Very impressive to watch an Indian protest, the way it built over the week from a tiny protest and how it spread, working in the institutions of the various associations, the business associations, the teachers' unions. It was amazing how it just built and built and built into this tremendously joyous festival of cultural grievance.

CURWOOD: Well, Keith, I want to thank you for taking the time with me today. Keith Schneider is Senior Editor and Chief Correspondent at the environmental news website Circle of Blue. Thanks so much.

SCHNEIDER: Thank you, Steve.

Related links:
- Circle of Blue: “The Right to Life and Water: Drought and Turmoil for Coke and Pepsi in Tamil Nadu”
- Straits Times: “Drought grips southern India, set to worsen in summer”
- Circle of Blue: “In City Prone to Drought, Chennai’s Water Packagers Rush In”
- Coca-Cola India
- Pepsico India

Back to top

[MUSIC: Muzsikas, “Azt Gondaltam, Eso Esik (I Thought It Was Raining)” on The Prisoner’s Song, Hannibal Records/Carthage Records, under license from Hungaroton Records]

CURWOOD: Coming up, India is amazing citizens and investors alike with a massive renewable energy program and no new coal power plants. That’s just ahead here on Living on Earth. Stay tuned.

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This is PRI, Public Radio International.

[CUTAWAY MUSIC: Leigh Howard Stevens, “Sonata in b-minor, S.1003, Allegro” on Leigh Howard Stevens Plays Bach on Marimba, Johann Sebastian Bach/arr. Stevens, Resonator Records]

India’s Renewable Energy Revolution

Gopal Singh and Kishen Lal install a solar panel in Mathura, a city in northern India, in 2014. The sprawling nature of the country makes massive centralized power projects costlier and less efficient than smaller, localized power sources. (Photo: Asian Development Bank, Flickr CC BY-NC-ND 2.0)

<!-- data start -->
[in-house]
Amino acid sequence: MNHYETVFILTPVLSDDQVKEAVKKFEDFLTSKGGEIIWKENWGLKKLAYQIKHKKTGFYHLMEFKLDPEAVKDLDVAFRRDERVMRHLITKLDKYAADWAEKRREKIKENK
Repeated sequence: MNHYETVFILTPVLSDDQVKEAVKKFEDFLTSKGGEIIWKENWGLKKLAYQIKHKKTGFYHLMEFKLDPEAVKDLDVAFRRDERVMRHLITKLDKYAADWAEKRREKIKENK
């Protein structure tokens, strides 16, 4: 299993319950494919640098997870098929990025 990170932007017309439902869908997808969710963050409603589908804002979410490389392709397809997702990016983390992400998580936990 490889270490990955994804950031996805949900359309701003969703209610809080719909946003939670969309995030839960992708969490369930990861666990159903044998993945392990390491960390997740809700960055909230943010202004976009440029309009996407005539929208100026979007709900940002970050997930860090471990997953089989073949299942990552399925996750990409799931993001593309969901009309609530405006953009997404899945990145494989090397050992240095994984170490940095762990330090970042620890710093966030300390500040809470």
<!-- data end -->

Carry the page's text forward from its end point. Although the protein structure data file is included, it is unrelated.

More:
CURWOOD: It’s Living on Earth, I’m Steve Curwood. For years, India has been reluctant to address limits on global warming gas emissions, citing the need to advance development with coal. But in 2015, when India came to the climate talks in Paris, Prime Minister Narendra Modi spearheaded the launch of an international solar alliance to raise $1 trillion to light up the developing world, and Living on Earth was there.

[INDIAN MUSIC]

MODI: Today, the world must turn to sun to power our future. As the developing world lifts billions of people into prosperity, our hope for a sustainable planet rests on a bold global initiative. The vast majority of humanity is blessed with generous sunlight round the year. Yet, many are also without any source of power. This is why this alliance is so important. We want to bring solar energy into our lives and homes by making it cheaper, more reliable, and easier to connect to grid.

CURWOOD: The alliance will develop best practices and common regulation, stimulate investment and solar product development, Modi said, and will become the foundation of the new economy.

MODI: This is an alliance that brings together developed and developing countries, governments and industries, laboratories and institutions, in a common enterprise. This day is the sunrise of new hope, not just for clean energy, but for villages and homes still in darkness, and for more mornings and evenings filled with the clear view of the glory of the sun. Thank you very much.

[APPLAUSE]

CURWOOD: And now some 18 months later, India’s Prime Minister has turned promise into action at home turning his country of 1.3 billion people into perhaps the world’s best example of the revolution in green energy. International environmental reporter Stephen Leahy has been following this remarkable transition in India, writing about it in National Geographic. Welcome to Living on Earth.